Marcio Jose Sanchez / AP
More California students could return to self-directed learning after lawmakers promised $ 2 billion to public schools that return to campus before the end of the month.
Most of California’s 6.1 million students and 319,000 teachers have not stepped into the classroom since the pandemic that shut down schools across the state last March. But Governor Gavin Newsom worked with Senate and Assembly leaders to announce A $ 6.6 billion aid package Monday.
Most of these funds come without any connections, but $ 2 billion is earmarked for personal protective equipment, ventilation upgrades and other security measures needed to support personal instruction, and it was announced from the news. By the end of the month, public schools will have to offer personal learning to all kindergartens through second grade students, as well as students with high needs in all grades. Those who do not meet this standard will lose 1% of eligible funds each day when they do not meet them. The remaining $ 4.6 billion will fund learning opportunities such as summer school, teaching, and mental health services to help close learning gaps.
California schools and businesses are currently subject to state color-coded layer system, from widespread infection purple to red, orange and yellow. Lower or lower level schools will need to offer personal instruction to all elementary and at least one middle or high school students to avoid penalties. The guidelines aim to reopen schools as soon as possible to build “trust” in phased reopens, the statement said.
In addition, the budget package stands out 10% vaccine, about 75,000 doses every week for educators.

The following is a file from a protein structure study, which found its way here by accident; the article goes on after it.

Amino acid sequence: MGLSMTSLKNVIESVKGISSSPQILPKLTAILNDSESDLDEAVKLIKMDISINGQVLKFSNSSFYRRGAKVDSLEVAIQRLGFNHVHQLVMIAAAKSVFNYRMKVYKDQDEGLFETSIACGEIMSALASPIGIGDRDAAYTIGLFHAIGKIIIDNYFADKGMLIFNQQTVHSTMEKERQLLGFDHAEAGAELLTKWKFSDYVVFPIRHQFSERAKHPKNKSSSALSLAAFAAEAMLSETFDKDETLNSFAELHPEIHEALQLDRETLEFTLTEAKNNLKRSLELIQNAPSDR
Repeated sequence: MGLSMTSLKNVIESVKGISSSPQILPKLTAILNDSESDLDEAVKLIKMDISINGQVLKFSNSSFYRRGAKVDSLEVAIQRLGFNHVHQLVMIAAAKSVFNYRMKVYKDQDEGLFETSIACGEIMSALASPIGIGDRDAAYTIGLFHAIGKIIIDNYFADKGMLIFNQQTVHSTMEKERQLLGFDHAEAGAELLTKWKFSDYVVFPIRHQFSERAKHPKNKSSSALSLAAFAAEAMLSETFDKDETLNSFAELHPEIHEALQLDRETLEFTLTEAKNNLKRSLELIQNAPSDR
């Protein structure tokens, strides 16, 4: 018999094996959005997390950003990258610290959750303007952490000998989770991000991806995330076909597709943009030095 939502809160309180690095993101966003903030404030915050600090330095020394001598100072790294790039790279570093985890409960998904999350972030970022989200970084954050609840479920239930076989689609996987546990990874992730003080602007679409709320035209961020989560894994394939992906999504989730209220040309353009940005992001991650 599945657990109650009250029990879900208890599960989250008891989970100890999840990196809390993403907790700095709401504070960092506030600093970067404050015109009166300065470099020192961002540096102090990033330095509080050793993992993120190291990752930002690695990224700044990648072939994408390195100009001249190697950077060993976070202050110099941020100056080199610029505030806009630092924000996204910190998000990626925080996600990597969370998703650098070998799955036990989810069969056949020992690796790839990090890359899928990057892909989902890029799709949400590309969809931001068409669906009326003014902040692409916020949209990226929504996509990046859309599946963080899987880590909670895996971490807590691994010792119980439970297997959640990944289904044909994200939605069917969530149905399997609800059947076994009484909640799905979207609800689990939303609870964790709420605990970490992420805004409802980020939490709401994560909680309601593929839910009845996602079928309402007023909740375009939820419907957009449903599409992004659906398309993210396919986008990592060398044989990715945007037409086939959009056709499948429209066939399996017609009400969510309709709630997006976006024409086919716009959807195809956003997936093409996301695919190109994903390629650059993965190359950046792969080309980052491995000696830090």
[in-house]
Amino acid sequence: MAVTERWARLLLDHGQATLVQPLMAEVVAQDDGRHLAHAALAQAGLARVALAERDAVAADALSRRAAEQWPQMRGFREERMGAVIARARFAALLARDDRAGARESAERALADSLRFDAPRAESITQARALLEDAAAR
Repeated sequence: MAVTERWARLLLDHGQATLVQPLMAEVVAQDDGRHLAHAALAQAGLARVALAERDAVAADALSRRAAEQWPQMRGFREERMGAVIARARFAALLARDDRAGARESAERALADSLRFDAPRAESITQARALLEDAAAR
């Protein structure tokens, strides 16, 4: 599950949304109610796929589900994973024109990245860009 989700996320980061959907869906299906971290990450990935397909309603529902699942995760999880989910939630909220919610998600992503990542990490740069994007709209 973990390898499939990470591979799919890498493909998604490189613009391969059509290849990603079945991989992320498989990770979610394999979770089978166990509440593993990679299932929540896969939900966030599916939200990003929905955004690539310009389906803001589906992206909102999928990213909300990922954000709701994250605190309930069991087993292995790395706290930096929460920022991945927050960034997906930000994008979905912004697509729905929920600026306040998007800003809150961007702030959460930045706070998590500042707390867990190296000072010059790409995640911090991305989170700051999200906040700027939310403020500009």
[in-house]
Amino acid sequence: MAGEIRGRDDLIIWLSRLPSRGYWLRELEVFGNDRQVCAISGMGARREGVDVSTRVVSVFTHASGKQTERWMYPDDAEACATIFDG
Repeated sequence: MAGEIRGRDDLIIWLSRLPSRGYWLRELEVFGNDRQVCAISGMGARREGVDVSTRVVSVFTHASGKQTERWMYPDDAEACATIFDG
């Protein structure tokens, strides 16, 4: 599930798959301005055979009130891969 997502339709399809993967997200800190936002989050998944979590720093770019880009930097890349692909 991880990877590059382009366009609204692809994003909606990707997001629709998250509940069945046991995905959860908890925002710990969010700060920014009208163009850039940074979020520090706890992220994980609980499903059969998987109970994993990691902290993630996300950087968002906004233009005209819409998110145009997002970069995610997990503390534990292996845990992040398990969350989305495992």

“Since the peak of the winter rush, we have successfully redirected the conversation from whether schools should be reopened to when,” Newsom said. “It is now our collective task to build on that momentum and local leadership and – equally critically – to do whatever is necessary to meet the mental health and academic needs of our students, including during the summer.”
Returning students to classrooms has been controversial for some time. A month ago the city of San Francisco filed a lawsuit against his own school district in an attempt to bring the children back to campus. Since the beginning of the pandemic, teachers have often quarreled they don’t feel safe return to personal instructions.
Centers for Disease Control and Prevention recently published guidelines about how schools should go about opening campuses, starting with safe practices in the wider community. “Evidence suggests that many k-12 schools that have strictly implemented mitigation strategies have managed to open up to personal instruction and stay open,” the CDC said.
Although teachers can and should get the COVID-19 vaccine as soon as possible, children under the age of 16 are still not entitled to it. The CDC has advised schools to continue mitigation efforts, which include mandates for masks and social distancing “in due course,” whether teachers and staff are vaccinated or not.